Column: Wheat farmers are becoming long-term casualties of Trump’s trade wars

The Trump administration needs to stop alienating our top trading partners and restore certainty to the agricultural marketplace.

By Jimmie Musick

For the Capital Press

Published on August 9, 2018 11:13AM

Last changed on August 9, 2018 5:12PM

Jimmie Musick

Jimmie Musick

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There’s a reason it’s called a trade war. There are casualties. The first of victims on this battlefield are American farmers. Like any battle, the element of surprise can be advantageous, but wheat farmers in America are the ones standing by in shock.

Those in American agriculture rightfully worry that the Administration’s unconventional approach to trade may create long-term financial problems. The United States’ withdrawal from the Trans Pacific Partnership (TPP) continues to harm growers and further puts the country at a competitive disadvantage.

The Administration’s flippant rhetoric around the North American Free Trade Agreement (NAFTA) has made the United States appear to Canada and Mexico as an unreliable trading partner.

Lastly, the trade war between the U.S. and China could have a devastating and lasting effect on wheat farmers.

Japan is the one of the largest, most valuable markets for U.S. wheat in the world. Of the 6 million metric tons (MMT) of wheat it imports each year, more than half is grown in American fields.

The United States absence from the new Trans-Pacific Partnership (TPP-11) continues to threaten America’s wheat farmers by putting us at an economic disadvantage to our largest competitors in this market, Canada and Australia. Once implemented, both countries, who are parties to TPP-11, would face a lower effective tariff on their wheat, which could reduce the U.S. market share from 51 percent to 23 percent, according to industry estimates. This represents a loss at today’s wheat prices of about $500 million per year, which would cause the entire U.S. wheat supply chain to suffer significant economic damage and job loss.

Mexico is a top 10 market for the three largest classes of U.S. wheat and the largest market overall. This is almost entirely attributable to the North American Free-Trade Agreement (NAFTA). U.S. wheat exports to Mexico jumped 400 percent in the 10 years after the agreement went into effect compared to the 10 years before. In April 2017, the Administration threatened to withdraw from NAFTA. As a result, Mexican buyers have sought to diversify as they increasingly view the Administration’s trade threats as indicators that the United States is no longer a reliable partner.

So far this year, sales to Mexico are more than a million metric tons lower than they were at this point last year. The fear from agriculture groups and farmers across the country is not only focused on trade retaliation, but also being able to rebuild a trade relationship with Canada and Mexico moving forward.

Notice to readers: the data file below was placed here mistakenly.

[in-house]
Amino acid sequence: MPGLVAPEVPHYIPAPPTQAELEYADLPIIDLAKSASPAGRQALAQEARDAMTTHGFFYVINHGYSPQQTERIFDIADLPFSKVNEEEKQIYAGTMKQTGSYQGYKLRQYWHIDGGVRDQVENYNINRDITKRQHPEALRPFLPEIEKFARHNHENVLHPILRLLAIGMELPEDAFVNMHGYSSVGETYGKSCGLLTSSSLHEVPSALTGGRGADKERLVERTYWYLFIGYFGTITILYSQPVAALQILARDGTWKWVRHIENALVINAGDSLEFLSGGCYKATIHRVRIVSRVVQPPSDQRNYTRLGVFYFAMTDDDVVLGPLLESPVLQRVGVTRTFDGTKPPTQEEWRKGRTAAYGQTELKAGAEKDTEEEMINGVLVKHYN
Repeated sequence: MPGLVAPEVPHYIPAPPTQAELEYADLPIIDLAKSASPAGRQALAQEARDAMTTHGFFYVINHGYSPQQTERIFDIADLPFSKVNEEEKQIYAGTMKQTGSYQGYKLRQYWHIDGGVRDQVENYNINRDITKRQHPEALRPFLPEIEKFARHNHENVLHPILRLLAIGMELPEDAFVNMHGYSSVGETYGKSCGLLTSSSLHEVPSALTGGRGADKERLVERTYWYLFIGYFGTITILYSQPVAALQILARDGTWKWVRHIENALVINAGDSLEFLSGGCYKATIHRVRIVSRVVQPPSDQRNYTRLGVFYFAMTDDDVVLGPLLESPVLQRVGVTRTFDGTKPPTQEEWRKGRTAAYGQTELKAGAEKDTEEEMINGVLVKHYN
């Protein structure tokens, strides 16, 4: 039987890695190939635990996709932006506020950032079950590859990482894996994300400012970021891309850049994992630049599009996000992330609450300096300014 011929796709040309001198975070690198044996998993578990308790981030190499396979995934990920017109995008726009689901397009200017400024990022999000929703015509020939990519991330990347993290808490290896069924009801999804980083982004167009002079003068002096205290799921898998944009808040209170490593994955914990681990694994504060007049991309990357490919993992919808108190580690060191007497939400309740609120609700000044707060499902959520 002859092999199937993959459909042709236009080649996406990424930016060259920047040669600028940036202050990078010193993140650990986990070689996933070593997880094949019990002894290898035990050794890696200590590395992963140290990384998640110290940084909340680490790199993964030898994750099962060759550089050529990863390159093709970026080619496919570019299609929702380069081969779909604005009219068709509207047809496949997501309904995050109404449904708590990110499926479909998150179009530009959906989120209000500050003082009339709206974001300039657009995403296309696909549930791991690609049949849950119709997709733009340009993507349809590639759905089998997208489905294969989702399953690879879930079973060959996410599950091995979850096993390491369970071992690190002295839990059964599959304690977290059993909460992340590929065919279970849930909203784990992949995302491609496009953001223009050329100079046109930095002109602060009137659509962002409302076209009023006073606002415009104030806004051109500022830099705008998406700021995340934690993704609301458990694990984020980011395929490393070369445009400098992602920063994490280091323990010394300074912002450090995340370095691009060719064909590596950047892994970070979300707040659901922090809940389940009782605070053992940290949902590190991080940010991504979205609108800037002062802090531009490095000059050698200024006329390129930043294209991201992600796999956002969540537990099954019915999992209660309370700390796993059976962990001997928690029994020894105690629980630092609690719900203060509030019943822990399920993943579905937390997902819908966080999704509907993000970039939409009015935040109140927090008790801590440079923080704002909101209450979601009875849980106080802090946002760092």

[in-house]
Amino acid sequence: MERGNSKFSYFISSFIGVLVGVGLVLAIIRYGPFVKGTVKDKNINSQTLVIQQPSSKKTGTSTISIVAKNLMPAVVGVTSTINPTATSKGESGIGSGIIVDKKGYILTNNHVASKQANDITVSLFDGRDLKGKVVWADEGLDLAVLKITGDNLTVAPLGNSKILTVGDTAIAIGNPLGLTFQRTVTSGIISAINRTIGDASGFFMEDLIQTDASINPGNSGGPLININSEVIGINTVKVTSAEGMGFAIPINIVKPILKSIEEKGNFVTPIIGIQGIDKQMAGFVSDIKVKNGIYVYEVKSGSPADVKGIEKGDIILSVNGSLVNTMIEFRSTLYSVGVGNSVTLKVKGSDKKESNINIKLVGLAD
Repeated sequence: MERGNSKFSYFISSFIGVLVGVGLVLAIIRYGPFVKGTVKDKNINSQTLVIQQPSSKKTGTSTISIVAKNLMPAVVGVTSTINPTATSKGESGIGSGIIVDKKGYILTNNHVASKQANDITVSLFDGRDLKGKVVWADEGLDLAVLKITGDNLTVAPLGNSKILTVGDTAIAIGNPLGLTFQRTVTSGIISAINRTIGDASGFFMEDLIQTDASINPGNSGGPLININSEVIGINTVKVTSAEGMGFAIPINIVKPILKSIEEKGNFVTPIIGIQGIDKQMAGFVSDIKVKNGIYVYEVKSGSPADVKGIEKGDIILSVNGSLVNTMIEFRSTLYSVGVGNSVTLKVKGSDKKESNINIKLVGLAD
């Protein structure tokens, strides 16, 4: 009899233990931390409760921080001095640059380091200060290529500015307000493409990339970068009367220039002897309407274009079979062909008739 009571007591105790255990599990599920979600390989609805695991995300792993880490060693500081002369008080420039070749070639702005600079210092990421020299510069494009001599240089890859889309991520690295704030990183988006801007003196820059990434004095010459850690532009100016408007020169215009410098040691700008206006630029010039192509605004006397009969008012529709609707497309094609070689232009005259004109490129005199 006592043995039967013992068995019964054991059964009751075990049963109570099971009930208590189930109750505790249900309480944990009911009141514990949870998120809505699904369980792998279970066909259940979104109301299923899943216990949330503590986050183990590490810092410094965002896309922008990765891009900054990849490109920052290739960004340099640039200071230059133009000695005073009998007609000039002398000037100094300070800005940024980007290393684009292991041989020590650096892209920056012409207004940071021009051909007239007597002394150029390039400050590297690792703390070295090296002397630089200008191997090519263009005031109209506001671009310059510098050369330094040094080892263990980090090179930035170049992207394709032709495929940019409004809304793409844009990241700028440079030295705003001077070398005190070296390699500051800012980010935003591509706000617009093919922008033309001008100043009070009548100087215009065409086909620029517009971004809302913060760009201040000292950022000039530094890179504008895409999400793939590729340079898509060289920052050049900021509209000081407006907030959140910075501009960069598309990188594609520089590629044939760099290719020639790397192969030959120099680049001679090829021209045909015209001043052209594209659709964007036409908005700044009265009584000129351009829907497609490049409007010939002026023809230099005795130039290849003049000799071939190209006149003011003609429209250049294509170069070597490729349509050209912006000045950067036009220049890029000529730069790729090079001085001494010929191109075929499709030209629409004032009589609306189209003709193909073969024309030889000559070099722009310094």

From March to June, over the past three years, Chinese flour milling companies and state-run importers purchased an average of about 20 million bushels of U.S. wheat, delivering a return of $145 million to American farmers and grain handlers. When the Administration announced in March that it would impose sweeping tariffs on Chinese steel and aluminum imports, buyers were unable to accept the risk of escalating import prices and stopped making new purchases of U.S. wheat, including soft white wheat grown in the Pacific Northwest.

A 25 percent import tariff on American wheat means that China will likely purchase wheat from our competitors instead. The exchange of punitive tariffs between Washington and Beijing today represents the next phase of what could be a long and difficult struggle that will likely inflict more pain before we reach an unknown resolution.

The current trade climate is hindering the livelihood of America’s hard-working farm families. Implementation of TPP-11, without the United States, could demolish more than 60 years of hard work by multiple generations of U.S. farm families to develop a large and loyal market for U.S. wheat in Japan.

The United States needs to negotiate more comprehensive trade agreements like TPP and NAFTA. Growers want trade and not aid. U.S. Wheat Associates estimates that if China and Mexico continue this present course, 2018/19 exports could drop from 27 to 24 MMT, ending stocks would rise to 33 MMT, and wheat farmers could be hit by a 75-cent loss per bushel. This results in a value loss of $2.48 billion in 2018/19 alone, a devastating hit to U.S. wheat farmers.

The Administration needs to stop alienating our top trading partners and restore certainty to the agricultural marketplace as soon as possible.

Jimmie Musick is the president of the National Association of Wheat Growers (NAWG) and a wheat farmer from Sentinel, Okla.



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